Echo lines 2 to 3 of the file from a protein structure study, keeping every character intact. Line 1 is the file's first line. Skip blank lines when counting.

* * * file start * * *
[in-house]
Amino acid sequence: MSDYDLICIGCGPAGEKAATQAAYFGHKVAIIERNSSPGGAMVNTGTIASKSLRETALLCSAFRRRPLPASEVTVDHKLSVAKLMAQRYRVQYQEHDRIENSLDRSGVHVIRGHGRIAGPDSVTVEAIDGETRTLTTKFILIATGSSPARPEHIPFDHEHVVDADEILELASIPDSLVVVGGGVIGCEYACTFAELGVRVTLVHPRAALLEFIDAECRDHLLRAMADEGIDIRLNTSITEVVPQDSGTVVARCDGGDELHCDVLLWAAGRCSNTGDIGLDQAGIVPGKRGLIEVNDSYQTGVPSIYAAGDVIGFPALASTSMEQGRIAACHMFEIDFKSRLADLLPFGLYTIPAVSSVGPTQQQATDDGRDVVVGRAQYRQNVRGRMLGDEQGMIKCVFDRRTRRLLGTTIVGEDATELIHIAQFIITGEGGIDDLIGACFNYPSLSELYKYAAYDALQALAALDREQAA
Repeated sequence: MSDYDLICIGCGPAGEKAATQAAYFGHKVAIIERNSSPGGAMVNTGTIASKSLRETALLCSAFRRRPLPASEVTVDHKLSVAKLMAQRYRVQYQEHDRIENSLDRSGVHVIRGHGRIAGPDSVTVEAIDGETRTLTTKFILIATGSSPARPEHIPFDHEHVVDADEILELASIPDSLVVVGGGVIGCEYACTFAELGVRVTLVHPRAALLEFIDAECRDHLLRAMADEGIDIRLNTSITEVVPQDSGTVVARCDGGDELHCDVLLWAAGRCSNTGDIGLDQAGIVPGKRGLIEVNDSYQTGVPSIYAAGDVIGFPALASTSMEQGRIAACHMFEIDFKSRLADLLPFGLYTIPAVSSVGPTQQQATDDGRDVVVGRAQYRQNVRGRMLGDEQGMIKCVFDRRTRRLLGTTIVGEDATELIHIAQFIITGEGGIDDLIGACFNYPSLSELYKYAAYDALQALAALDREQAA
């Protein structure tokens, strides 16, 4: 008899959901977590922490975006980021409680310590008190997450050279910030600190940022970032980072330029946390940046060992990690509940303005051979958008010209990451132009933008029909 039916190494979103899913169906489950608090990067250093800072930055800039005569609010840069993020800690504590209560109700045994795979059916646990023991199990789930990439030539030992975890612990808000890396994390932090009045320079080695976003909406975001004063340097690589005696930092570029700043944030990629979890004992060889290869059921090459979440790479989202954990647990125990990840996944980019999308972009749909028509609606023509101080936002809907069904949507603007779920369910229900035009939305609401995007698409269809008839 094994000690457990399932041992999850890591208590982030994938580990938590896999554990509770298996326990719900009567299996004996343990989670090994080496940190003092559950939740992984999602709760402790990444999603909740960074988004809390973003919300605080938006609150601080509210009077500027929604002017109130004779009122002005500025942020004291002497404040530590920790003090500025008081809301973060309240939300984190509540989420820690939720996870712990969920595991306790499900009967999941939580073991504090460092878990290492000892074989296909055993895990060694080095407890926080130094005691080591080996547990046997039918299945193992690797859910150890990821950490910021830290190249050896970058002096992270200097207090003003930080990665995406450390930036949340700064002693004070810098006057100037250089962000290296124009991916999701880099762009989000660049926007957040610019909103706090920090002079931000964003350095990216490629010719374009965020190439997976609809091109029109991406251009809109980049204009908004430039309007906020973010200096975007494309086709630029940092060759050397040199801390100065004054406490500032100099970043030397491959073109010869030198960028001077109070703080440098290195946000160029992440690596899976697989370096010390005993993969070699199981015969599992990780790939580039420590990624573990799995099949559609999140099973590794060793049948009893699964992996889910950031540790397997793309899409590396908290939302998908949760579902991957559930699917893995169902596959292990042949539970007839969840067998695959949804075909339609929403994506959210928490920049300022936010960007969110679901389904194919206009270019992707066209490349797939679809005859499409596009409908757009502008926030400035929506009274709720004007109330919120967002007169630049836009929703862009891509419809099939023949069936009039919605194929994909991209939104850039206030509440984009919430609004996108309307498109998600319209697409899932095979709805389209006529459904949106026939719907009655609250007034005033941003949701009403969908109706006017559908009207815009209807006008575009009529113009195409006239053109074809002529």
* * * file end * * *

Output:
Amino acid sequence: MSDYDLICIGCGPAGEKAATQAAYFGHKVAIIERNSSPGGAMVNTGTIASKSLRETALLCSAFRRRPLPASEVTVDHKLSVAKLMAQRYRVQYQEHDRIENSLDRSGVHVIRGHGRIAGPDSVTVEAIDGETRTLTTKFILIATGSSPARPEHIPFDHEHVVDADEILELASIPDSLVVVGGGVIGCEYACTFAELGVRVTLVHPRAALLEFIDAECRDHLLRAMADEGIDIRLNTSITEVVPQDSGTVVARCDGGDELHCDVLLWAAGRCSNTGDIGLDQAGIVPGKRGLIEVNDSYQTGVPSIYAAGDVIGFPALASTSMEQGRIAACHMFEIDFKSRLADLLPFGLYTIPAVSSVGPTQQQATDDGRDVVVGRAQYRQNVRGRMLGDEQGMIKCVFDRRTRRLLGTTIVGEDATELIHIAQFIITGEGGIDDLIGACFNYPSLSELYKYAAYDALQALAALDREQAA
Repeated sequence: MSDYDLICIGCGPAGEKAATQAAYFGHKVAIIERNSSPGGAMVNTGTIASKSLRETALLCSAFRRRPLPASEVTVDHKLSVAKLMAQRYRVQYQEHDRIENSLDRSGVHVIRGHGRIAGPDSVTVEAIDGETRTLTTKFILIATGSSPARPEHIPFDHEHVVDADEILELASIPDSLVVVGGGVIGCEYACTFAELGVRVTLVHPRAALLEFIDAECRDHLLRAMADEGIDIRLNTSITEVVPQDSGTVVARCDGGDELHCDVLLWAAGRCSNTGDIGLDQAGIVPGKRGLIEVNDSYQTGVPSIYAAGDVIGFPALASTSMEQGRIAACHMFEIDFKSRLADLLPFGLYTIPAVSSVGPTQQQATDDGRDVVVGRAQYRQNVRGRMLGDEQGMIKCVFDRRTRRLLGTTIVGEDATELIHIAQFIITGEGGIDDLIGACFNYPSLSELYKYAAYDALQALAALDREQAA